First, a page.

★ from page 17 of ' New Every Morning '
Carl Dolmetsch (descant recorder),
Natalie Dolmetsch (treble recorder), Arnold Dolmetsch (virginal): Green Sleeves to a ground
Carl Dolmetsch (treble recorder),
Millicent Dolmetsch (viola da gamba), Rudolph Dolmetsch (harpsichord) : Sonata No. I 1 (Handel)
Kolisch String Quartet, with D. Capito and J. Barrows (French horns): Sextet in F (A Musical Jest) (K.522) (Mozart) .
Moyse (flute), Godeau (clarinet),
Dherin and Piard (bassoons), Foveau and Vignal (trumpets), Lafosse and Delbos (trombones), Conducted by Stravinsky: Octet for Wind Instruments (Stravinsky)
Stravinsky's Octet for Wind Instruments was one of the first fruits of the tendency that originated with Stravinsky's ' Pulcinella ', in which he had adapted classical melodies of Pergolesi to his own modern idiom. That was in 1919, and the Octet did not make its appearance until 1923, but of the intervening works only the Concertino for String Quartet points definitely in the same direction, which has come to be known as neo-classic.
The Octet is for flute, clarinet, two bassoons, two trumpets, and two trombones. It is classical in form and retains here and there a little of the buffo spirit that went to the making of Mabra, the opera that intervened in 1922, but what made the deepest impression at the time was the transparent quality of the writing. To adopt a colloquialism, it was all clear and above board. There were no devices to dazzle or trick the ear. Virtuosity there was certainly, but not used for that purpose.
by Patrick Piggott
Popular dance music and songs on gramophone records
Leader, Tate Gilder
Conductor, Stanford Robinson
at the Organ of the Granada,
Mantovani, who is English in spite of his Italian name, probably owes much of his musical skill to his father who, as a symphony orchestra leader, worked under many world-famous conductors, including Toscanini. He was at one time leader of the Milan Symphony Orchestra. His thirty-two-year-old son has been on the air for many years now. When eighteen years of age he became leader of the Salon Orchestra which played at the Metropole Hotel, London. For six years he gave lunch-time broadcasts with this combination. He left the Metropole to accept an invitation to form his own band for the Monseigneur Restaurant, Piccadilly, and it was thus that Mantovani's Tipica Orchestra came into being.
He so named it because, whether the music it played was Russian, Spanish, Italian, or that of any other nationality, it always sounded typical.
Ireland v. Scotland
A commentary on the international match, by H. B. T. Wakelam , from
Lansdowne Road Ground, Dublin
H. B. T.
England v. France
A commentary during the second half of the international match, by Alfred T. Grogan , from Knowsley
Road Ground, St. Helens
including Weather Forecast
by Aubrey Brain (hom)
Jack Mackintosh (trumpet)
Sidney Langston (trombone) and John Wills (pianoforte)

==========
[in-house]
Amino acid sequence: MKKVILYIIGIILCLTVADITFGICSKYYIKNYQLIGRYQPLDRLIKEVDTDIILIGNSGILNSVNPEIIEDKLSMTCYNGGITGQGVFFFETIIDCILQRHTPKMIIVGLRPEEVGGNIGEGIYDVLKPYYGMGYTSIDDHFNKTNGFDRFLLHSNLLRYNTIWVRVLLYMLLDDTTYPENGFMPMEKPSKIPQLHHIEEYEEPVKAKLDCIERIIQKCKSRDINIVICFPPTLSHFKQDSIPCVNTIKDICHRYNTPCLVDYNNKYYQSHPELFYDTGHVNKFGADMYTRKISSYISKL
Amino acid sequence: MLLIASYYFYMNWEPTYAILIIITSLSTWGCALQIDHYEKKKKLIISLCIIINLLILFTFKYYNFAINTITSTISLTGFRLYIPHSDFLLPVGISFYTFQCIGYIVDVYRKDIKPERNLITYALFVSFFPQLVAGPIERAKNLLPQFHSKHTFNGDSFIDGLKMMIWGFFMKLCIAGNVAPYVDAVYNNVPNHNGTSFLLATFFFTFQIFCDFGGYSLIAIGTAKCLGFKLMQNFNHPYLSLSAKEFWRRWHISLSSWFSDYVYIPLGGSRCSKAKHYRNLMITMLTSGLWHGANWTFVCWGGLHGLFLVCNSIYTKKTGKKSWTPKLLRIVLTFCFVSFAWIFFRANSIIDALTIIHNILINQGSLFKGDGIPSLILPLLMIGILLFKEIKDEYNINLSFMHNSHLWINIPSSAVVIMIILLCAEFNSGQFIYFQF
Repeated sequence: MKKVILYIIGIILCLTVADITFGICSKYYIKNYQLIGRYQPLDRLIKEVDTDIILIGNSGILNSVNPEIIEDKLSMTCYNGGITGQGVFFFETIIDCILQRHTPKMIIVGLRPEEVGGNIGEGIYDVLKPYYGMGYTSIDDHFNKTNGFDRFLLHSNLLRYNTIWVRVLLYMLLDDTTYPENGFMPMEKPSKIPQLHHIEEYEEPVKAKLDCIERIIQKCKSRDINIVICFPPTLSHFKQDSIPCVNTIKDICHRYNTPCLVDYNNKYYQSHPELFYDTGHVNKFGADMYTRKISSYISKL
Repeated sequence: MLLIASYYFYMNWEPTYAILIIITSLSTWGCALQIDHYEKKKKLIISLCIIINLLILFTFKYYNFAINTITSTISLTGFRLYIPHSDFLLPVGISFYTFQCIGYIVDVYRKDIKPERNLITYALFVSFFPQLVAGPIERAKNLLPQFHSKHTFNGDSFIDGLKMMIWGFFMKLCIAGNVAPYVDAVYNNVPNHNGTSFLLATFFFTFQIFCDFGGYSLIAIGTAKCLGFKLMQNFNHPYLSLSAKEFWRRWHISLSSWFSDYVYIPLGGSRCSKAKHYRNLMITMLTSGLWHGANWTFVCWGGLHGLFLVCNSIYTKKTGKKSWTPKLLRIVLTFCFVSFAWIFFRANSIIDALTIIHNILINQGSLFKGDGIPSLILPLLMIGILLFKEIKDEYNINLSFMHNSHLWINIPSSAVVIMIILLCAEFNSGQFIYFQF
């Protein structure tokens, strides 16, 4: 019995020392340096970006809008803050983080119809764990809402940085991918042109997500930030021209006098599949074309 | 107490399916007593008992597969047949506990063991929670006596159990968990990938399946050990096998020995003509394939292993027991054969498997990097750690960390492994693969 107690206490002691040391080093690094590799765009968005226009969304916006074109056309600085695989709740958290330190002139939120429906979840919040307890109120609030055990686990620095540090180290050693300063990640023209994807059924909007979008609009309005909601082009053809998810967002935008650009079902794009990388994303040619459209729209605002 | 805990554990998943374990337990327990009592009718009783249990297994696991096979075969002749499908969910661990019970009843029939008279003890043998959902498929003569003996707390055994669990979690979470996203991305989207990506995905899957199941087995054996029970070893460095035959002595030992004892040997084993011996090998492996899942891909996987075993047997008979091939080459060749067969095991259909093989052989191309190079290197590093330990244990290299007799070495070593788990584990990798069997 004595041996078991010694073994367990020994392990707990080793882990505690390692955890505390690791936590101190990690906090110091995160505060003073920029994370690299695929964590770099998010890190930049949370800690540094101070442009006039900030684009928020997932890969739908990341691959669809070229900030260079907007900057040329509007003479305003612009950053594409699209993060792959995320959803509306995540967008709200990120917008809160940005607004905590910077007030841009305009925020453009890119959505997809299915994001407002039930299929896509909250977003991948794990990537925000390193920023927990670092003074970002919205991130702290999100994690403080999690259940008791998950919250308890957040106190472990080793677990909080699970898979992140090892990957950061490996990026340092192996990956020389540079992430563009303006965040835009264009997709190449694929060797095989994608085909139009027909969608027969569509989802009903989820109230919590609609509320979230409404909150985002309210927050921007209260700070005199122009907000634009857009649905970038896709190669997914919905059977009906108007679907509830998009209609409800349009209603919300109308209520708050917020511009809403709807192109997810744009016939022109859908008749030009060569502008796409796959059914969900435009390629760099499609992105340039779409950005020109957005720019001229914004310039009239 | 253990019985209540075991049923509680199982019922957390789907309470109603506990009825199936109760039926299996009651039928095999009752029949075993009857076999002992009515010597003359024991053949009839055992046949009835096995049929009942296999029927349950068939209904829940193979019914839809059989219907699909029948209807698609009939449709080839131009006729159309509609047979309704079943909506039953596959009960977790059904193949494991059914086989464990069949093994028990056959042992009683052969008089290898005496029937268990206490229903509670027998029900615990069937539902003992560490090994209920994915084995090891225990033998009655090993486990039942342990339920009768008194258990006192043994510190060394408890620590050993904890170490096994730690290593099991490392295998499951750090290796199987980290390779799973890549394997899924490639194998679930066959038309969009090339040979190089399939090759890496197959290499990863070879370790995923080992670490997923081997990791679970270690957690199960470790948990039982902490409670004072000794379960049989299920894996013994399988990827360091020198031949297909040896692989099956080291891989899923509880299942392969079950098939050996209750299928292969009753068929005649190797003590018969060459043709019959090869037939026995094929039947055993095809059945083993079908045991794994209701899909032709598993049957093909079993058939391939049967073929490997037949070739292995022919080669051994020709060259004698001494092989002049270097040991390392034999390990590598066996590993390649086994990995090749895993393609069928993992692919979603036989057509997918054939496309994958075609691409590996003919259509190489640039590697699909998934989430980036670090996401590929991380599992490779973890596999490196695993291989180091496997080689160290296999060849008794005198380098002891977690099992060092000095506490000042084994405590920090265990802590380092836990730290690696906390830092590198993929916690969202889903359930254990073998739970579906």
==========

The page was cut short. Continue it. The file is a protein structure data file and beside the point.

Conductor, J. C. Dyson
For the Sixth Season and One
Hundred and Eighty- seventh time we silence the mighty roar of London, and from its great crowds we bring to the microphone some of the interesting people who are
IN TOWN TONIGHT'
Personalities from every walk of life in interviews with Lionel Gamlin
Flashes from the News of the Week and ' Standing on the Corner'
(Michael Standing interviews the ' Man in the Street ')
Edited and produced by C. F. Meehan
BOB DYER America's Globe-Trotting Hill-Billy
THE SIX HARMONISTS with Gladys Hay , Musically Modem
LESLIE FULLER in ' Figures and Forms '
ADELAIDE HALL the celebrated cbloured singer from the Cotton Club, New York
' Almost a Gentleman'
THE BBC VARIETY
Conducted by CHARLES SHADWELL
Presented by JOHN SHARMAN
including Weather Forecast and Forecast for Shipping
Raymond Gram Swing
An original radio play by Patrick Hamilton
Time, The Present
Production by Val Gielgud
Listeners will remember the name of Patrick Hamilton as that of the author of Rope, one of the finest thrillers ever seen on the stage or heard on the air.
Radio is the only medium that could do this new play full justice. Most of the action takes place in a car that is being driven at breakneck speed by a typical ' car cad ', the sort that everybody has known and hated, a man who drives while intoxicated and cares not a hoot for anybody or anything else on the road. The characters are all only too true to life, the situation is tense, terrifying.....
One gets the impression that the author, who has himself been the innocent victim of a wanton car-crash, must have written the play in a white heat of righteous anger.
Whether you drive a car or not, you will find this play concerns you most closely. For you are part of the public, and with people like ' Cole ' about the public is always in danger.
Man at Bar:
A Pianoforte Recital by Arthur Alexander
'L'Alsace depuis la guerre '
Popular dance tunes of past years